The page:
Commenters opposing the elimination of the standards of fill cite a number of reasons to retain the standards. The most often cited argument is that the standards of fill prevent consumer confusion. For example, commenters state that eliminating the standards of fill will cause a proliferation of sizes, making it difficult for consumers to compare prices on similar products. The Wine Institute (Notice No. 182, comment 162) states “consumers may not be able to tell the difference between a 750 milliliter wine bottle and a 700 milliliter bottle, which could create an opportunity for producers to reduce costs and taxes while not necessarily reducing their prices. The current federal standards of fill allow consumers to shop by cost comparison without needing to calculate the price per milliliter.”

A handful of commenters cite the European Union's (EU) experience prior to 1990, when it had no standards of fill for distilled spirits. Drinks Ireland (Notice No. 183, comment 77) states that without standards of fill the market situation was “complex, expensive, and confusing for consumers.” The American Distilled Spirits Association (Notice No. 183, comment 111), citing comments submitted in response to the Bureau of Alcohol, Tobacco and Firearm's 1987 Advance Notice of Proposed Rulemaking (Notice No. 633, June 24, 1987, 52 FR 23685) on standards of fill, notes that the EU's lack of standards resulted in “a confusing array of bottle sizes being sold side-by-side on retail shelves creating an environment ripe for consumer confusion.”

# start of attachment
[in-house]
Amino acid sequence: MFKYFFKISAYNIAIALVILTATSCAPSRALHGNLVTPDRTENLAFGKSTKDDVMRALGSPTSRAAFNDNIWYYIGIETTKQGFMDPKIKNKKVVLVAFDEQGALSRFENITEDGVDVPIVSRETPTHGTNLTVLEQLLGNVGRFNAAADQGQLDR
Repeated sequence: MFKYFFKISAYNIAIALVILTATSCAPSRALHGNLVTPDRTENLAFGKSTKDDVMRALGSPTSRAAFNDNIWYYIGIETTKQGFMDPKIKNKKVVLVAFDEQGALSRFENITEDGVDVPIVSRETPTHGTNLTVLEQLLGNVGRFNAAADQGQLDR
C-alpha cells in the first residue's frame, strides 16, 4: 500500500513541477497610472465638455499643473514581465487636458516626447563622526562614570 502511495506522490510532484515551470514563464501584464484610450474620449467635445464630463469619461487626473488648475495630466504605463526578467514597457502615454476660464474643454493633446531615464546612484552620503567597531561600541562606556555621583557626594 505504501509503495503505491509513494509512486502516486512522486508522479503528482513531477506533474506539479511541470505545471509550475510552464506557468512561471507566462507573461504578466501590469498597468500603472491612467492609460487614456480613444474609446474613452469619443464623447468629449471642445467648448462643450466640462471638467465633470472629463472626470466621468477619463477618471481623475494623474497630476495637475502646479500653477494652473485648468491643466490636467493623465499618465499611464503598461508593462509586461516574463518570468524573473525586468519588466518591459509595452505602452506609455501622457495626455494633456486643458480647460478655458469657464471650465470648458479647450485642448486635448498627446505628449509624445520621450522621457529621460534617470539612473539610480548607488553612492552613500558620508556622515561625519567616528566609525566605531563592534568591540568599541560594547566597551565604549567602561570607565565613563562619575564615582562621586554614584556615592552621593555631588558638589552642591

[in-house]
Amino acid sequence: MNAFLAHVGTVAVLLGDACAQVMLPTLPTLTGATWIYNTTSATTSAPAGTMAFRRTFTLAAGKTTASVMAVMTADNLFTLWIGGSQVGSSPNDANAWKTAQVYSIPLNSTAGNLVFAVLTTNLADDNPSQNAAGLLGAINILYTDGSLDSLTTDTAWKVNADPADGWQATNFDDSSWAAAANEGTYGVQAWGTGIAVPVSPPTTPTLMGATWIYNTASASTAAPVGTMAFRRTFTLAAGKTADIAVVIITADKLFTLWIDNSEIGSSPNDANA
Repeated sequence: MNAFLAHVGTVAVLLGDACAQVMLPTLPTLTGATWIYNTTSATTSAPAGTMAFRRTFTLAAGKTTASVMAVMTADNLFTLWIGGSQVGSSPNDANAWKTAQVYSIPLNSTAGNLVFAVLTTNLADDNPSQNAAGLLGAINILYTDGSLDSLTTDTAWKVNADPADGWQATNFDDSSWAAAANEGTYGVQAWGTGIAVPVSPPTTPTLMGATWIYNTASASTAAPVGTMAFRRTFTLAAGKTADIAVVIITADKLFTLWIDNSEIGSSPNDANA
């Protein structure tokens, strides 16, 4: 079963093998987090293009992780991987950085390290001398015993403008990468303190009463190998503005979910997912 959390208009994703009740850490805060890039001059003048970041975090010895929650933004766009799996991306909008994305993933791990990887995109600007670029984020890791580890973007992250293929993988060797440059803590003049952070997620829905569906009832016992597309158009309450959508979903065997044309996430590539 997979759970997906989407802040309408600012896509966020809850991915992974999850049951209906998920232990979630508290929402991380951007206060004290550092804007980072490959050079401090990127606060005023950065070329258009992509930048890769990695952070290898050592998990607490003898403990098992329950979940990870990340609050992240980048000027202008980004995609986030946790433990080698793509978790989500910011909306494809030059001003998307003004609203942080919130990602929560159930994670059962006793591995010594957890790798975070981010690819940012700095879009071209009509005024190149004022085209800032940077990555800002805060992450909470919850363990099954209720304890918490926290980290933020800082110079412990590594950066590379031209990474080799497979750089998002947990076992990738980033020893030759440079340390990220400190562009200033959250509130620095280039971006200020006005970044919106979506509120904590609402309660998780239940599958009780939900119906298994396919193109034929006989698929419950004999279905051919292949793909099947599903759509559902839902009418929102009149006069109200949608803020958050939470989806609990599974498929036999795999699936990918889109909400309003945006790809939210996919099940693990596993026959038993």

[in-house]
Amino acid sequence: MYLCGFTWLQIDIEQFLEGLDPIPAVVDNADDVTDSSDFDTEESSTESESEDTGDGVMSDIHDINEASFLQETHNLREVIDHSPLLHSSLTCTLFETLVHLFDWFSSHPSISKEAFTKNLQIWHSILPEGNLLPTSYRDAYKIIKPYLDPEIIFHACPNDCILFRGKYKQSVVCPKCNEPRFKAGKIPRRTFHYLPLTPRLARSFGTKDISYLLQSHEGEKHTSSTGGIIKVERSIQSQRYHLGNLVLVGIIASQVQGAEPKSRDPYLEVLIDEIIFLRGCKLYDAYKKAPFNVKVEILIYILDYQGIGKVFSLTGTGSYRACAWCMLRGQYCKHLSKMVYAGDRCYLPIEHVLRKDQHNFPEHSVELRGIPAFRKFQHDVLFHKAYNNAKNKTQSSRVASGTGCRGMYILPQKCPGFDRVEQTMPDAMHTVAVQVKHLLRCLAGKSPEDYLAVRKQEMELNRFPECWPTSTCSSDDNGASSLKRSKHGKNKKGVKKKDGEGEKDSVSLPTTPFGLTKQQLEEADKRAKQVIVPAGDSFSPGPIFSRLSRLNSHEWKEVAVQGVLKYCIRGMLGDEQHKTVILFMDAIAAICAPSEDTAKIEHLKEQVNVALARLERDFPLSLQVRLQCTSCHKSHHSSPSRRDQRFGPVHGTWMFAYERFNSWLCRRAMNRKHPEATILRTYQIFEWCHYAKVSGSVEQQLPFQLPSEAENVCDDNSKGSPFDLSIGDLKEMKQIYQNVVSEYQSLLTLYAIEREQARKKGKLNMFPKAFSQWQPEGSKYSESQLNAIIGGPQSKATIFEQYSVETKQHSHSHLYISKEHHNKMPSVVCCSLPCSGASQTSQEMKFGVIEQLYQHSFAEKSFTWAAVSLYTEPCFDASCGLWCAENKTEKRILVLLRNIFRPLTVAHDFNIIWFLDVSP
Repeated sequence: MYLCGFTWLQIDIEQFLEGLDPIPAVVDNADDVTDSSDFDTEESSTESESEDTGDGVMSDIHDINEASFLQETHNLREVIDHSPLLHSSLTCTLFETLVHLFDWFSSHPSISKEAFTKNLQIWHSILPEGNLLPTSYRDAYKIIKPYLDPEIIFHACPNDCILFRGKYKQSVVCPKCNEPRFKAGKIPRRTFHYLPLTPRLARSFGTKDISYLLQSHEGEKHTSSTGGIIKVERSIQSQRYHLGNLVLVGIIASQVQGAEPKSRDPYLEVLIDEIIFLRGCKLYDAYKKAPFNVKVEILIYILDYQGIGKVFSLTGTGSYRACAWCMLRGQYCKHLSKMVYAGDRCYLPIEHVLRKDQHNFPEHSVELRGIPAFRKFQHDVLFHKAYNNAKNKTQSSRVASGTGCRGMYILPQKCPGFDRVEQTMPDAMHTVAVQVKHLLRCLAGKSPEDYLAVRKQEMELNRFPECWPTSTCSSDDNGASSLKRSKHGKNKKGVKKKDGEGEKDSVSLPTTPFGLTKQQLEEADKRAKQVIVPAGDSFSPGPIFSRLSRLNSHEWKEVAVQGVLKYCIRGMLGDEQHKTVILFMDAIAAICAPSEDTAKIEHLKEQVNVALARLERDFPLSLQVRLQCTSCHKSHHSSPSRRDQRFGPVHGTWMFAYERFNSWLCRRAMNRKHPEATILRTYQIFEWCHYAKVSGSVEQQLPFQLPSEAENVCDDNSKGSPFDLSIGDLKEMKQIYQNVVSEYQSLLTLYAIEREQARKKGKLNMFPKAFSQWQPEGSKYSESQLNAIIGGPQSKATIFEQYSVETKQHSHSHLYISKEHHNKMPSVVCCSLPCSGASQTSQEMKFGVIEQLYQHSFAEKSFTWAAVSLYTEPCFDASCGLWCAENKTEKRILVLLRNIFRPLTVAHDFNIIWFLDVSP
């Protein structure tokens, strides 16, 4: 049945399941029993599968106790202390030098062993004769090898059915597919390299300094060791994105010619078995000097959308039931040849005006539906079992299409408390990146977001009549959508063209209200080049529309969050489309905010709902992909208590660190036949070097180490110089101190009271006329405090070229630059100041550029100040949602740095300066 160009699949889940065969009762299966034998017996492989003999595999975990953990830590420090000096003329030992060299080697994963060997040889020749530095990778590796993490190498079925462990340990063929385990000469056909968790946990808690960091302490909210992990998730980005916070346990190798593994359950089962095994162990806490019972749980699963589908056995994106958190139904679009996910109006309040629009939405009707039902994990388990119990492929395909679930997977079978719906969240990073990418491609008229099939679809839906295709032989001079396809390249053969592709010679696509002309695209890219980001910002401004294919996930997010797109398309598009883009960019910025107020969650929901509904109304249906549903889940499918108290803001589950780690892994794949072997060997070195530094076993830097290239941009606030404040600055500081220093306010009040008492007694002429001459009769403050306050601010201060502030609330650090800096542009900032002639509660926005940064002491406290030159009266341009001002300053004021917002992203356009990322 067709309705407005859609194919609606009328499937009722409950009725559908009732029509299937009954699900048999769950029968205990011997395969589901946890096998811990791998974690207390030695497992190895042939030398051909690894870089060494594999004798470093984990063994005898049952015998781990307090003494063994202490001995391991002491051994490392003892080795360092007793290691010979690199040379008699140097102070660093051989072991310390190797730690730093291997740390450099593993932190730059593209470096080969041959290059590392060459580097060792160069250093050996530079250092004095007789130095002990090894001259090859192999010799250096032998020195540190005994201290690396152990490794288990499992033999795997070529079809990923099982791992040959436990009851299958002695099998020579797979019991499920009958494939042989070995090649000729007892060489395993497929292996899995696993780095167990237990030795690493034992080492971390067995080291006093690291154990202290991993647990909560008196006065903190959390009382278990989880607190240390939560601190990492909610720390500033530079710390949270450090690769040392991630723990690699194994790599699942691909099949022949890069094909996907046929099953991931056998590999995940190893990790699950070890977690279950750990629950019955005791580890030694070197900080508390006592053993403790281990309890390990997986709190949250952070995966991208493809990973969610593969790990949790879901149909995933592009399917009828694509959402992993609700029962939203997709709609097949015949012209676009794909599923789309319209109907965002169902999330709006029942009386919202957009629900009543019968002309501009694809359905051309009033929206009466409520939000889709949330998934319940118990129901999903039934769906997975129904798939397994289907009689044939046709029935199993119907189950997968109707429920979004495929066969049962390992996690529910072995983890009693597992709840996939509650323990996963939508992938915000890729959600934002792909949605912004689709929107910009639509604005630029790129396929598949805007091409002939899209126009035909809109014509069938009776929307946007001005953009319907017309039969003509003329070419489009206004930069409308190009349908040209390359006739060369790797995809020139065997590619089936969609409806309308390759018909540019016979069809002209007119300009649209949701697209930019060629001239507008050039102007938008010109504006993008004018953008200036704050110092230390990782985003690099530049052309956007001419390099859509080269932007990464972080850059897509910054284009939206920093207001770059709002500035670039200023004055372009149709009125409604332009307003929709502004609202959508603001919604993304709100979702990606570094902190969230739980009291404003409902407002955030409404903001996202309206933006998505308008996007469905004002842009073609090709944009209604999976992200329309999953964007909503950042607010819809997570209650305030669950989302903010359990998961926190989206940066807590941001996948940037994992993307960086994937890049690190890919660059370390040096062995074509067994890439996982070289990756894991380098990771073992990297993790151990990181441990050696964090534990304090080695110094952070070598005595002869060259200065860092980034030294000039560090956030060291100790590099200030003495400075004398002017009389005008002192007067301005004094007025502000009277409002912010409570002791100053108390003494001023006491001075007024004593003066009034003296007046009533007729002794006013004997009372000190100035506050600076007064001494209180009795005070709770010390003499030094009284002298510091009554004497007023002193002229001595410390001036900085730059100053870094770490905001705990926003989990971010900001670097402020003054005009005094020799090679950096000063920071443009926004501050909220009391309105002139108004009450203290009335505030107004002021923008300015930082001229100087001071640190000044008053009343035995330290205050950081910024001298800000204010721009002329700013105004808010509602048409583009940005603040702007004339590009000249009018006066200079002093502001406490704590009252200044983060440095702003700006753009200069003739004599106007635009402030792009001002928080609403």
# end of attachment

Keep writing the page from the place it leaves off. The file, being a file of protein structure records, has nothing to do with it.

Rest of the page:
A number of commenters state that eliminating the standards of fill is inconsistent with the FAA Act. A letter signed by 52 members of the Congressional Wine Caucus states it would “run directly counter to TTB's stated mission of prohibiting consumer deception” (Notice No. 182, comment 168). Similar comments include that of the Wine Institute, which comments that eliminating the standards of fill “would lead to the chaotic consumer marketplace that the FAA Act was intended to prevent.” Six industry associations filing jointly (Notice No. 183, comment 108) state that retaining the standards of fill is consistent with TTB's statutory authority under the FAA Act to protect consumers.

Opposing comments also argued that eliminating the standards of fill will result in conflicting State requirements. These commenters report that a number of States defer to the Federal standard of fill requirements, so elimination could result in a patchwork of different State rules. The Congressional Wine Caucus states: “38 states defer to the federal standard and if it is eliminated, these states will be forced to enact new container size requirements. This will create serious disruption to business as wineries would have to overhaul their sales, marketing, and compliance models to adjust to 38 varying state regulations.”

No State entity submitted comments to either notice, although TTB did request comments in Notice Nos. 182 and 183 from State regulators on whether the proposal would present regulatory issues at a State level. However, TTB did receive a comment from the National Alcohol Beverage Control Association (NABCA), which represents jurisdictions, including States, which directly control the distribution and sale of beverage alcohol within their borders. NABCA (Notice No. 182, comment 64; Notice No. 183, comment 55) opposes the elimination of the standards of fill and comments that the States currently using the Federal standards will enact new standard of fill requirements that could be different in each State.